Anti-Roll Bars: How to Choose the Right Sway Bar for Your Driving Style

Updated on December 23, 2016
Sway Bar (Shown In Red)
Sway Bar (Shown In Red) | Source

It can sometimes be a challenge to choose the right sway bar for your car and driving style. Replacing the front sway bar will change certain handling characteristics, while replacing the rear will change others. It is not a one size fits all situation. Sway bars (anti-roll bars, stabilizer bars, etc.) come in different sizes and shapes, both hollow tube and solid tube. The world of vehicle dynamics and the science of automotive suspension can get very complicated and may seem like a daunting obstacle to tackle. The purpose of this article is to guide you through choosing the correct sway bar for both your car and driving style. This will hopefully simplify the process of upgrading your car's suspension.

The Basics

Many of you are here solely to learn how a front or rear sway bar will affect the handling of your car. Before getting into how sway bars work, then, I will first provide a brief overview of how a sway bar will affect vehicle dynamics.

Front Wheel Drive (FWD) Cars: A stiffer rear sway bar on a front wheel drive car will reduce understeer. Typically, a front wheel drive car will handle better with a rear sway bar that is stiffer than the OEM piece.

Rear Wheel Drive (RWD) Cars: A stiffer front sway bar on a rear wheel drive car will reduce oversteer. Typically, a rear wheel drive car will handle better with a front sway bar that is stiffer than the OEM piece. Some rear wheel drive cars, however, also understeer. If your vehicle understeers, front or rear wheel drive, a stiffer rear sway bar will make the car handle more neutrally.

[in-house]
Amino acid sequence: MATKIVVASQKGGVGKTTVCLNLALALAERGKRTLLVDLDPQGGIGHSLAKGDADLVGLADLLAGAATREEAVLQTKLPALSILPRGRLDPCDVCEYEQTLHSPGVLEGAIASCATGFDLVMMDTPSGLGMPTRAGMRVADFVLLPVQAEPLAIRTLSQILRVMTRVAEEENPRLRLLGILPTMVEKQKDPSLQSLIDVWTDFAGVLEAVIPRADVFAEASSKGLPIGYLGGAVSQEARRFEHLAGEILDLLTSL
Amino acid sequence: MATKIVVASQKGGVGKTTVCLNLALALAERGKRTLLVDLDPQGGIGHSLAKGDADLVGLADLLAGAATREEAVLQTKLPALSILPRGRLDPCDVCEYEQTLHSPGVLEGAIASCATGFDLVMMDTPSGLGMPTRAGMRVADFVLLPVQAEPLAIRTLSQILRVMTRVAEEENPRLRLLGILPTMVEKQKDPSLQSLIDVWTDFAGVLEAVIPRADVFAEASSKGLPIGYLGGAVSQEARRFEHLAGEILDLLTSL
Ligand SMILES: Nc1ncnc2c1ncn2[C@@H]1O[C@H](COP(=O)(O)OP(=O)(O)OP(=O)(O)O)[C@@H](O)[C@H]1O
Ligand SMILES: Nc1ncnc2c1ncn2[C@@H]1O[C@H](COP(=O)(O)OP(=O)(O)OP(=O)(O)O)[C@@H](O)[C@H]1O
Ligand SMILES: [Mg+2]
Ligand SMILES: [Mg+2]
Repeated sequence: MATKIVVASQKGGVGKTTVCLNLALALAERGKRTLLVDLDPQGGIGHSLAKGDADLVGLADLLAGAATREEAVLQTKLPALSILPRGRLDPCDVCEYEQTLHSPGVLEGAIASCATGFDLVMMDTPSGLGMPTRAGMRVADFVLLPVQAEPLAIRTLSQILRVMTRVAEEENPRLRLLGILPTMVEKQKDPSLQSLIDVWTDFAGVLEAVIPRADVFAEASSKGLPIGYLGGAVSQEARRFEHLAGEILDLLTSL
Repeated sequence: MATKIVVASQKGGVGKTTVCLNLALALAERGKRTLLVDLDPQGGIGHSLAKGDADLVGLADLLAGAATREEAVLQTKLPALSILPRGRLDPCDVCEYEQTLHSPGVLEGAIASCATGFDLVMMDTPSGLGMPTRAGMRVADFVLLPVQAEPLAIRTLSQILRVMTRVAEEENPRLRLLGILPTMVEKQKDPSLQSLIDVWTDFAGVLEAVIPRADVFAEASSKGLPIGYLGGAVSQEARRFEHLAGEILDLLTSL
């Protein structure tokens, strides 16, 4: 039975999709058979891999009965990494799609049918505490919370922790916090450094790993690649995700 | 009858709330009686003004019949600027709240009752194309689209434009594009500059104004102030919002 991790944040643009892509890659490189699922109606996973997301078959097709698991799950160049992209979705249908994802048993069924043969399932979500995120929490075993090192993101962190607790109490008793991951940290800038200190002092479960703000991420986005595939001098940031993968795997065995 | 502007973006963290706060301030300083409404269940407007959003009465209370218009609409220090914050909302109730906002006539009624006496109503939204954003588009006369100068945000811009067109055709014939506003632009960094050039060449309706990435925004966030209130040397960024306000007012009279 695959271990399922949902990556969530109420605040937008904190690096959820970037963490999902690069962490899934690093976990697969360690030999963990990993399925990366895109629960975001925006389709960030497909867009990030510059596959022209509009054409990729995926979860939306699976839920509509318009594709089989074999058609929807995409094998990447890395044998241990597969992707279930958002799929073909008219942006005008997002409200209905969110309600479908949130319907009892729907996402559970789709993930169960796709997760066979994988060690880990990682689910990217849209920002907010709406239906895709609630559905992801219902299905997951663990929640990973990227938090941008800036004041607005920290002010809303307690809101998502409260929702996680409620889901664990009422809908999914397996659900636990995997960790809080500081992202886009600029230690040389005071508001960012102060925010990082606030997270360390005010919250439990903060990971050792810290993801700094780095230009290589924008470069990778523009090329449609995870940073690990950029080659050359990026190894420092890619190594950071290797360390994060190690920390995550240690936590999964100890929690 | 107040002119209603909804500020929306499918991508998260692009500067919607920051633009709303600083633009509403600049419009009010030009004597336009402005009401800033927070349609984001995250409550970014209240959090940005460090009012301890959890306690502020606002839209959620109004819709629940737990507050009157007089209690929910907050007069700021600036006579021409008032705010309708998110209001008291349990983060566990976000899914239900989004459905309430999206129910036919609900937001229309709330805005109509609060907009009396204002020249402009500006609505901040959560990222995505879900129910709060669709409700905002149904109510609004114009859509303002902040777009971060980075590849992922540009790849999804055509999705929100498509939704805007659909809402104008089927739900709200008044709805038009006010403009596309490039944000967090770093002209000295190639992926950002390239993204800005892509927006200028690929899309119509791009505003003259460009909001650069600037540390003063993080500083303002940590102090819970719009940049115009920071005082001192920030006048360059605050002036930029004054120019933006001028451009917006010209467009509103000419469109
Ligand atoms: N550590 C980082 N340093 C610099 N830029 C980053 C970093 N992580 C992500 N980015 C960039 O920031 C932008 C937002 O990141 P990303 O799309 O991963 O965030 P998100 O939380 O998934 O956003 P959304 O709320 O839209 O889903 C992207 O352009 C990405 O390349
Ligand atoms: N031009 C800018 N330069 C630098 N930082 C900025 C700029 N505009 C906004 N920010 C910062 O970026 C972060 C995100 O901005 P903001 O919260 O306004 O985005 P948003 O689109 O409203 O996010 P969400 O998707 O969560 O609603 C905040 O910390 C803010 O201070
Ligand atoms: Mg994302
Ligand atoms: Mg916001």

All Wheel Drive (AWD) Cars: To put it simply, if you drive an all wheel drive car that understeers, install a stiffer rear sway bar. If you drive an all wheel drive car that oversteers, install a stiffer front sway bar. All wheel drive vehicles all handle a little bit differently, this means that choosing the right combination of sway bars will depend on how your specific vehicle behaves.

Example of Body Roll
Example of Body Roll | Source

How and why sway bars work

Believe it or not, sway bars are actually very simple suspension components. Sway bars are intended to reduce body roll while a car is turning. When your car turns, the outside of the vehicle will squat while the inside will lift and "unload" due to centripetal forces. This reaction is what is referred to as body roll. We want to reduce the amount of body roll in a performance vehicle because you are taking the weight from the inside tire and applying it to the outside. By doing this, the car is using only one tire to turn instead of two. This reduces the grip of your car and negatively impacts steering. A sway bar reduces body roll by acting as a torsion bar that transfers load (force) from one side of the car to the other. Sway bars connect the left and right suspension components on a car so that when weight is transferred laterally, both the left and right suspension pieces will compress. This distributes the turning forces more evenly across both sides of the vehicle and helps it stay flat through the turn.